Francesco Vini

francescovini1Francesco Vini: Great Food Since 1997
By Jenna Wilen
In 1997, Florentine native Francesco La Brusco opened Franceso Vini, a shop that housed wine with a large selection of Tuscan salami. The restaurant progressed by adding sandwiches to the menu. Francesco Vini began to emphasize the vitality of creating a warm, welcoming atmosphere for all customers. The restaurant was quoted as, “a pleasant restaurant [that] provided all the Florentine families”. In 2007, Francesco La Brusco’s son, Fabio La Brusco, took over the family business. Fabio was able to preserve success through continuing his father’s accomplishments and by adding his own unique aspects. These additions include providing three course meals while maintaining the significance of wine. The wine is now stored underneath the restaurant in a cellar, which dates to Roman times.The restaurant upholds the three principles of elegance, quality, and tradition. Though when his father ran FrancescoVini it was quoted very positively, the restaurant is now seen as “one of the finest restaurants in the historic center of the city.”

Francesco Vini
Borgo dei Greci 7/r
Tel. 055 218737
Hours: Monday-Saturday 9:00am-11:00pm from March to October; Tuesday-Saturday 9:00am-11:00pm November-February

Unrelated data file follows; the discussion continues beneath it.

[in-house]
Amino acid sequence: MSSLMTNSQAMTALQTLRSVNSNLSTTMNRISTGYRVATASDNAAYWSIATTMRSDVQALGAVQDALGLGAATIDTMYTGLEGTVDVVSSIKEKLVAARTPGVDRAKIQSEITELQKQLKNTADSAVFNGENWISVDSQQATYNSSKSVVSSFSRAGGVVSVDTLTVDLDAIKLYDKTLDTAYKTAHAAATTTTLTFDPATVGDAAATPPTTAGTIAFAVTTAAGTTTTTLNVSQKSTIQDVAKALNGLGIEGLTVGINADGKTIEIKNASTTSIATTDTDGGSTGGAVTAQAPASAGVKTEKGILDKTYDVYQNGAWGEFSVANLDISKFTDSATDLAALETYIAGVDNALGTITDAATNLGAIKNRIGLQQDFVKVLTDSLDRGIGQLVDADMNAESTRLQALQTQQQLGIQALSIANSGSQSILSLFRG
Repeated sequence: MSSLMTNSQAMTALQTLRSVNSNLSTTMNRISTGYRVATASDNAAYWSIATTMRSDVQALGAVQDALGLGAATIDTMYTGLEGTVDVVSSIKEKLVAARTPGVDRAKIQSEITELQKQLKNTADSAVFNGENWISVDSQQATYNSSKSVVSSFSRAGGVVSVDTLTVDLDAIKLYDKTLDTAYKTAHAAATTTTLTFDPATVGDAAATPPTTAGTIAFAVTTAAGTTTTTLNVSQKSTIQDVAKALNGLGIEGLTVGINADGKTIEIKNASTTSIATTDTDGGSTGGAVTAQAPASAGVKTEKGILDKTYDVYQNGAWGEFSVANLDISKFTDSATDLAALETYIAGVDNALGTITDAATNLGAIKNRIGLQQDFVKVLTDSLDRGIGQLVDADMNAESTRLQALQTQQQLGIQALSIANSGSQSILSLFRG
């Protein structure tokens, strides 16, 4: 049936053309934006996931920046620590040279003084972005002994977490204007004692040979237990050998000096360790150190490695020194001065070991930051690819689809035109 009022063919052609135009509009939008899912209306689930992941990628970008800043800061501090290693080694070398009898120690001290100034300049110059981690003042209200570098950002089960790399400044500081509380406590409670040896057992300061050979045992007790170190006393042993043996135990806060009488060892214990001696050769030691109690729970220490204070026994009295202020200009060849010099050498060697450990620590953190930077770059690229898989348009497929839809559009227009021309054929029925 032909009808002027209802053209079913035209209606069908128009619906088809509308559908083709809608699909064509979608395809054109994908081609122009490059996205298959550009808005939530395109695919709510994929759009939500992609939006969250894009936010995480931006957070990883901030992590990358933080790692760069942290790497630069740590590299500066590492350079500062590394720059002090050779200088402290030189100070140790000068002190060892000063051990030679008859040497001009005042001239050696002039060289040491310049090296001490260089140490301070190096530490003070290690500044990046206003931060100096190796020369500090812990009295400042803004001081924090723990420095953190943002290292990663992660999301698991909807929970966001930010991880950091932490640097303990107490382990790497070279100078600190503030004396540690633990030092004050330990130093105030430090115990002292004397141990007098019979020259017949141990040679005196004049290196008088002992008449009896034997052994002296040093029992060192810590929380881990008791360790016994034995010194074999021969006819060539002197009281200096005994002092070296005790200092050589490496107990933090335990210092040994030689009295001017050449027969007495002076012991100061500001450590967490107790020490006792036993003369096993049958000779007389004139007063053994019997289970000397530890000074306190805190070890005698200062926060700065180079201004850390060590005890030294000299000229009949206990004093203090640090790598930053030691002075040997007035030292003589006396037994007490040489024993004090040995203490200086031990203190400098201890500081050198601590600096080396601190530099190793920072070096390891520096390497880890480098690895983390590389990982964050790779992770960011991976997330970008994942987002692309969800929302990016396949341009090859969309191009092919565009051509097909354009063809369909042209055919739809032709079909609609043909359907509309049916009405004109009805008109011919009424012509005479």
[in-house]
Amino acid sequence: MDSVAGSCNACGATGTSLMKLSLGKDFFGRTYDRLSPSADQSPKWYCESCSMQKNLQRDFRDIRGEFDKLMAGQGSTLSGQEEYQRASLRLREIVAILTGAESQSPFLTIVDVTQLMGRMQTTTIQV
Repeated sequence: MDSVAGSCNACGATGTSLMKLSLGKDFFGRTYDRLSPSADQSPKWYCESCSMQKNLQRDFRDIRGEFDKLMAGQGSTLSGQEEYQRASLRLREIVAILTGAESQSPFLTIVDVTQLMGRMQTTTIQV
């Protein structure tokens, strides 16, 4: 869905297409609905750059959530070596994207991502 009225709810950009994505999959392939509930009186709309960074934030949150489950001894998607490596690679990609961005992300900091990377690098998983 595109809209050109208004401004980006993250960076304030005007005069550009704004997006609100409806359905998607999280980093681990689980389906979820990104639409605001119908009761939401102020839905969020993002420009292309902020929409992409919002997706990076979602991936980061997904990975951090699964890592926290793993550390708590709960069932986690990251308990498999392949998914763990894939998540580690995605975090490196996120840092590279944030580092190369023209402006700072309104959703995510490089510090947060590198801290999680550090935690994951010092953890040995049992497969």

Photograph of the owner, Fabio La Brusco, inside Francesco Vini
Photo by Morgan Borkowski

An interview with Fabio La Brusco provides a deeper look into the evolvement, progression and daily life as the owner of Francesco Vini:
Jenna Wilen: Why did you choose to follow in your father’s career path? What traditions have you maintained?
Fabio La Brusco: I grew up in the business since my father previously owned it, but I really enjoy the business. I like to interact with people from all over the world. I’ve maintained the wine aspect.
JW: What are your day-to-day responsibilities as a restaurant owner?
FLB: I have many responsibilities to make sure everything runs smoothly. I’m continually solving problems and providing assistance to my staff in the kitchen, running the register, and greeting the customers. My involvement is important because I’m very particular with the preparation of my dishes and how they leave the kitchen. I have to try everything on the menu, which helps me think of specials. I’m here all day, everyday.
JW: What is your favorite part of owning a restaurant?
FLB: With all the people that work for me, it’s nice to have about eight partners who work for me. I always say, “everything matters” referring to the food, service and the guests, which begins with welcoming my guests. I want to give them the best.
JW: Does owning an Italian restaurant make you feel more connected to the Italian culture?
FLB: No, not really, but I like to keep the Italian traditions alive. For example, outside the restaurant I write the specials on the chalkboard in Italian. Whenever I greet customers, I always say “buongiorno.” As well, customers come for the best wine in Italy, Brunello di Montalcino.

The chalkboard outside the restaurant that has the specials, always written in Italian.
Photo by Jenna Wilen

Photo of the wine cellar underneath Francesco Vini, which is almost 2,000 years old
Photo by Jenna Wilen